If you didn’t buy a house at the peak price and you don’t have to sell it now at the bottom, you’re good.

If you didn’t borrow when credit was easy and have to repay now that it’s hard to get, you’re good.

If you don’t need to cash in your stocks and you can pick up some at bargain prices today, you’re good.

Remember, it’s not a loss until you sell it. Do nothing and you may find, down the road, that it's not a loss at all.

Sitting still is smart, in this economy, for some major financial choices. It’s more than sufficient.

DNAYG are the initials for this strategy. Pronounced, DE-Nag.

Stop nagging yourself with worry. People are so concerned. But the economy’s not ending. It’s turning down. It calls for endurance.

Are you good? What’s your best idea for making it through?


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June 10, 2008

Advisors may have to open up more

A good idea out of Washington? Lo and behold. I’m talking about new and better disclosures about financial advisors that the Securities and Exchange Commission is considering.

If adopted, these rules make sure you will know, for example, whether the advisory firm that wants to handle your money has been through a bankruptcy in the last decade.

Overall, the SEC proposal is for a “plain English” brochure to be given to each new client.You’d be told about conflicts of interest (“I picked this portfolio manager. I have to tell you, he works for my firm, too.”) and about what it took for your advisor to earn his or her professional designation (What is a “Certified Senior Advisor” or a “Registered Life Planner”?).

What I like the most is your advisor would have to tell you of any run-ins with regulators. Right now, you have to hunt around a bit for this information, if you know how to find it.

The easier it is to find out about the background and credentials of who’s got their mitts on your money, the better.


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June 9, 2008

Free credit scores and credit monitoring

Many consumers will soon be able to learn their credit score, at no cost, and to have their credit report monitored, also for free.

But consumer advocates say the deal, which results from a stack of privacy lawsuits filed over the last decade, may not be as good as it seems.

TransUnion, one of the nation’s three major credit bureaus, will open the doors for an estimated 150 million Americans on Monday, June 16, Anyone who has had a credit card or loan at any time since Jan. 1, 1987, can get credit monitoring for free for up to nine months, according to a preliminary court settlement.

The catch: The credit monitoring is only for your TransUnion credit report, not from the three major credit reporting bureaus. And the credit score you're going to get is not the FICO score, which is the one most lenders rely on.

It's important to know about your credit score, especially if you have a big purchase coming up, says Linda Sherry, spokesperson for Consumer Action. But don't put too much faith into this score from TransUnion. "Some people call them Fake-O scores," she said.


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June 5, 2008

Strategies: How do you pick?

It was funny Tuesday. A few hundred certified financial planners had taken time off to come to the Hyatt Regency Bonaventure in Weston for a retreat.

The session I found funny had top money manager Ron Muhlenkamp facing off with well-regarded certified financial planner Harold Evensky, from Coral Gables firm Evensky & Katz, and David Yeske, a San Francisco CFP whose firm is Yeske Buie.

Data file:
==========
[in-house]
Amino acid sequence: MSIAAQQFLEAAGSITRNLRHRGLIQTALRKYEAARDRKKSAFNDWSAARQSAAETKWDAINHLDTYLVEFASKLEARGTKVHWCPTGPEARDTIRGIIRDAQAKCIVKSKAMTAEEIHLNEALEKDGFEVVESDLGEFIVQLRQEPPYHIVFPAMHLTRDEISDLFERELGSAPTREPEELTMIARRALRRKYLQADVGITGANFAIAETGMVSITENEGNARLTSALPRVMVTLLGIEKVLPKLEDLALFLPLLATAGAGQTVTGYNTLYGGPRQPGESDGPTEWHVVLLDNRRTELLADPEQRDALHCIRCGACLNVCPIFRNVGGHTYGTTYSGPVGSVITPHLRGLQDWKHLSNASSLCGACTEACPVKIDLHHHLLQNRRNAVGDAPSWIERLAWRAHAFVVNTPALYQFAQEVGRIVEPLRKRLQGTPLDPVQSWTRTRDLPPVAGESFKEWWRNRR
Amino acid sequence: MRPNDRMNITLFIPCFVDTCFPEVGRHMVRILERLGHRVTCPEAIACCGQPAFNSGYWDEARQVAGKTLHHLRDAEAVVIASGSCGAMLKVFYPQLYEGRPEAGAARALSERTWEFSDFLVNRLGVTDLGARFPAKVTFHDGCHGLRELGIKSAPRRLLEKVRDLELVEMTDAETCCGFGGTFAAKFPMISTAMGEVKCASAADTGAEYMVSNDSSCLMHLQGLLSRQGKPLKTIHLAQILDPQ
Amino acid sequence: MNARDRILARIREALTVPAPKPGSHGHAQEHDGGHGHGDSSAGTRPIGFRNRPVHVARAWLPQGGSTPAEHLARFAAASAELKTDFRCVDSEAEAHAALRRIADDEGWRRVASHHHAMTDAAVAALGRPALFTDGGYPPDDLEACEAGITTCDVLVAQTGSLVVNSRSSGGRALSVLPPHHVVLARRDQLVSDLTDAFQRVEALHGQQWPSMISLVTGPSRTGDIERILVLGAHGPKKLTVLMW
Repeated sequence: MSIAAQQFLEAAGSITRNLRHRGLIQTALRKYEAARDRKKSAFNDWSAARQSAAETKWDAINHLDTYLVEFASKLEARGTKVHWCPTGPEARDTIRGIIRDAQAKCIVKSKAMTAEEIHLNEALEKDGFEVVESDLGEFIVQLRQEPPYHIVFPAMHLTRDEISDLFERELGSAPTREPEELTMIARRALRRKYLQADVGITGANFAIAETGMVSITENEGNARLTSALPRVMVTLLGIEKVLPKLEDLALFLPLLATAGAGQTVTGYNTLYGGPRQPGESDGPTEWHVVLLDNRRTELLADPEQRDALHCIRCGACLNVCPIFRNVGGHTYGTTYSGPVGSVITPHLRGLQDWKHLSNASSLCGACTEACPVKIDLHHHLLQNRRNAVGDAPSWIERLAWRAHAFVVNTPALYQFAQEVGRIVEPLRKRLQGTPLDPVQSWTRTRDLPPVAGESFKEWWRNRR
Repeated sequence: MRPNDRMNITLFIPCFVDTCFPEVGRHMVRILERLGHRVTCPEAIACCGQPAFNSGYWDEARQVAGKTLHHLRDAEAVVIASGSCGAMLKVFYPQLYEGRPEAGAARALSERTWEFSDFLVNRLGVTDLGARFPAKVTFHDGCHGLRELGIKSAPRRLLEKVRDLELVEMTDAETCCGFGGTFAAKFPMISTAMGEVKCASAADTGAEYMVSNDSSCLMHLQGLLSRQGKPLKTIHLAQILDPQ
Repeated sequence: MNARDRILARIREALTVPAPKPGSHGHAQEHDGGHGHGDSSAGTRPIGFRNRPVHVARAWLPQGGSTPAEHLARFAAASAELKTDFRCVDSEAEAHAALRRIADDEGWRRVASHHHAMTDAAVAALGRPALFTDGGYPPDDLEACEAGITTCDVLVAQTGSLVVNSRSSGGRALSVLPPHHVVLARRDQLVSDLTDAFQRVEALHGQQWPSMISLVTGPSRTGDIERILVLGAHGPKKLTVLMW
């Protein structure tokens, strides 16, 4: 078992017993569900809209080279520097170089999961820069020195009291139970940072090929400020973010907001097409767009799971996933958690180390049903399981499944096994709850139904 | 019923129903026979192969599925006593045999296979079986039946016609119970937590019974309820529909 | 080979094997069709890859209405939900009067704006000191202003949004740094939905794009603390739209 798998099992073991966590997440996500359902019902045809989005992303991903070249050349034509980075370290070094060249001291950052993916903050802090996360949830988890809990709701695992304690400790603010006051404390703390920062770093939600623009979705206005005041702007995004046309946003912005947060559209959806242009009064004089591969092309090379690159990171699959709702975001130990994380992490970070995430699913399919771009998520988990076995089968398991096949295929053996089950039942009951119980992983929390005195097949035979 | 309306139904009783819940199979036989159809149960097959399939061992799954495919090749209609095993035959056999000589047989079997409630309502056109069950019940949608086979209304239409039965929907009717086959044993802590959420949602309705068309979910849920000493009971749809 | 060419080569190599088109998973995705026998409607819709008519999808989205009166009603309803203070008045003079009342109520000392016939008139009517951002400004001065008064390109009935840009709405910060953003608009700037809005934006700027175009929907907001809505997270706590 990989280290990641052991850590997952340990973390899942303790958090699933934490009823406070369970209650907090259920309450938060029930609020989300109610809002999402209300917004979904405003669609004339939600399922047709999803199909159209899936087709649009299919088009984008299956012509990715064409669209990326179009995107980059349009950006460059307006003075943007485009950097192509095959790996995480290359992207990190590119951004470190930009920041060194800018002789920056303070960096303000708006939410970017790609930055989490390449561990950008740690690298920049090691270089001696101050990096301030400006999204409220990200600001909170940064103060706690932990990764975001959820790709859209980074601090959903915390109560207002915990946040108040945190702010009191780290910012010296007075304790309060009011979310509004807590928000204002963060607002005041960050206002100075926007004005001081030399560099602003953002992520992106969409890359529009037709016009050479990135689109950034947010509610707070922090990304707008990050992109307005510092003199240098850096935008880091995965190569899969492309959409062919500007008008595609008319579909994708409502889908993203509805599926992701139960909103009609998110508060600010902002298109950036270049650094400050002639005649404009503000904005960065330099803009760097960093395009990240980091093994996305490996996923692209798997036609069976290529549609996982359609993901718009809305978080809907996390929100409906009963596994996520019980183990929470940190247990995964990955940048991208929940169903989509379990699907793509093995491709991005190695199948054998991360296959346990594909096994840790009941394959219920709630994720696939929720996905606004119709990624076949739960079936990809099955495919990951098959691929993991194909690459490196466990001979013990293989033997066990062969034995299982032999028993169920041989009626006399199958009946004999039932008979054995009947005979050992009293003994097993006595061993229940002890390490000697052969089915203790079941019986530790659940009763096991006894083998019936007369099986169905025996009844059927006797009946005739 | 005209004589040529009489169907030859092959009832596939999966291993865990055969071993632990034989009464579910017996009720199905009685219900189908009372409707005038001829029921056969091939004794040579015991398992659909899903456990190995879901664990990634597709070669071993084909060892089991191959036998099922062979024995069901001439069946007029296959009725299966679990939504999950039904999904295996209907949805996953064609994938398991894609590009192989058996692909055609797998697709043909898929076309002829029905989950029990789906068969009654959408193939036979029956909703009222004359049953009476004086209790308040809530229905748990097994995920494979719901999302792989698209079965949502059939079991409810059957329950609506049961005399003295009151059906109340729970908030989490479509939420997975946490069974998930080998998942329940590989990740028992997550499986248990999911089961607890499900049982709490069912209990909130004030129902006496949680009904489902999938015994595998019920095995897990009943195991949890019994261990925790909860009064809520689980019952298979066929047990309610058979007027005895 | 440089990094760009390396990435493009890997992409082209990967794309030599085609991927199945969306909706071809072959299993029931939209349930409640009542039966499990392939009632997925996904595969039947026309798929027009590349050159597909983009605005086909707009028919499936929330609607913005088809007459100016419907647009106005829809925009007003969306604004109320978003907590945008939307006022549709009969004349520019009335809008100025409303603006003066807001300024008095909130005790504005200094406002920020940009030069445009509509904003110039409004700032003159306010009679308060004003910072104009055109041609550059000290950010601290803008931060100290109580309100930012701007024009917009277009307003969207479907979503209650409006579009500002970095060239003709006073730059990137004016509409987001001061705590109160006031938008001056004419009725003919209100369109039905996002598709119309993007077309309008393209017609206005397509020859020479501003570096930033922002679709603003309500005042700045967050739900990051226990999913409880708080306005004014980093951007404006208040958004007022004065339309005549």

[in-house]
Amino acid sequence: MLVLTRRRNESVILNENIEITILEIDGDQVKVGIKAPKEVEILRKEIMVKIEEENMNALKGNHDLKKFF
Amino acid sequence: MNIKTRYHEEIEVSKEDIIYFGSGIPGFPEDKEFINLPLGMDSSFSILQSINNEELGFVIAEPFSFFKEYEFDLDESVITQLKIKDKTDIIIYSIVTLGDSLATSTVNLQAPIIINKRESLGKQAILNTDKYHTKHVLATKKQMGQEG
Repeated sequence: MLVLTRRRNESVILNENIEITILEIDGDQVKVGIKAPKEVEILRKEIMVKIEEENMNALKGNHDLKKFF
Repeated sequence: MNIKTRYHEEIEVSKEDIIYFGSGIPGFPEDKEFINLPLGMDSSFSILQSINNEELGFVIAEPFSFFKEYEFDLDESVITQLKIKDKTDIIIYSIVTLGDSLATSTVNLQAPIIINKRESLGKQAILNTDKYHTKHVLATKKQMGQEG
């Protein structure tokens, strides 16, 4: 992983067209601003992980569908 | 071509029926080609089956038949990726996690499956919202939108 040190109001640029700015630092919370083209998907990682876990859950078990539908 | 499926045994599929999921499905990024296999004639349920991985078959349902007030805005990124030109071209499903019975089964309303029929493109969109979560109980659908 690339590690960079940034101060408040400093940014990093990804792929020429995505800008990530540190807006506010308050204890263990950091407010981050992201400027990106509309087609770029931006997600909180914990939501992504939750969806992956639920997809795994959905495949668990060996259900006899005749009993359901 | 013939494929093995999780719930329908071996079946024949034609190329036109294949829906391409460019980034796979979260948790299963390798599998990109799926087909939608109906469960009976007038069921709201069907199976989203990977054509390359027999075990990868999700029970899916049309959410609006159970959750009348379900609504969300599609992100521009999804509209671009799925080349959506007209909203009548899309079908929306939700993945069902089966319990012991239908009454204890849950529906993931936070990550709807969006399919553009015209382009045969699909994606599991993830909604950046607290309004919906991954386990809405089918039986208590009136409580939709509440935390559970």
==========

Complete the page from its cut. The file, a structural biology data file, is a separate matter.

In the simplest terms, Muhlenkamp thinks he can pick outstanding companies and beat the market. Yeske uses many studies to show that no one beats the market for long and so he favors index investments. Evensky’s in the middle, putting the bulk of his clients’ money into an index-like investment, yet playing around the edges with active stock or bond picking, hoping to goose up the overall return of the portfolio.

Each position has its strong points. After a couple of hours of debate, it was clear no one was convincing anyone to change position. But it was amusing. Because the debate never gets resolved. Everyone knew that from the start.

I have to wonder about the clients of all those many advisers at the retreat. How do they pick an investment style? How do they decide who to trust? A few powerpoints, and now you decide?

It’s not a good system. Confusion is everywhere.

POSTED IN: Investments (11)

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About the author
You've got the job of managing your money. No one in school taught you how. But you and I, we can teach each other, how to handle it, how to save for retirement, how to make money last, how to educate the kids, how to make a budget work. The conversations I have with my readers are fun. Money's important, but discussing it does not have to be boring.

Harriet Johnson Brackey Harriet Johnson Brackey, the personal finance columnist for the Sun Sentinel, is an award-winning business reporter. Her columns for 2008 were named "The Best in the Business," a national award chosen by her colleagues at the Society of American Business Editors and Writers.

Brackey has worked at Business Week magazine and at USA TODAY, where she was a founder and part of the original staff of the Money section at the country's first national newspaper. After nearly 11 years there - spent covering the 1980s bull market, the insider trading scandals, the 1987 crash - Brackey left Washington, D.C., and came to The Miami Herald. She spent the next decade writing a column about personal finance that chronicled the stock market's Internet boom and bust, as well as the popular Money Makeover features.

Brackey also has done commentaries for Marketplace Money, which airs on National Public Radio and The Nightly Business Report which is broadcast on more than 250 PBS television stations nationwide. She also has been a radio guest on WLRN’s Miami Herald News.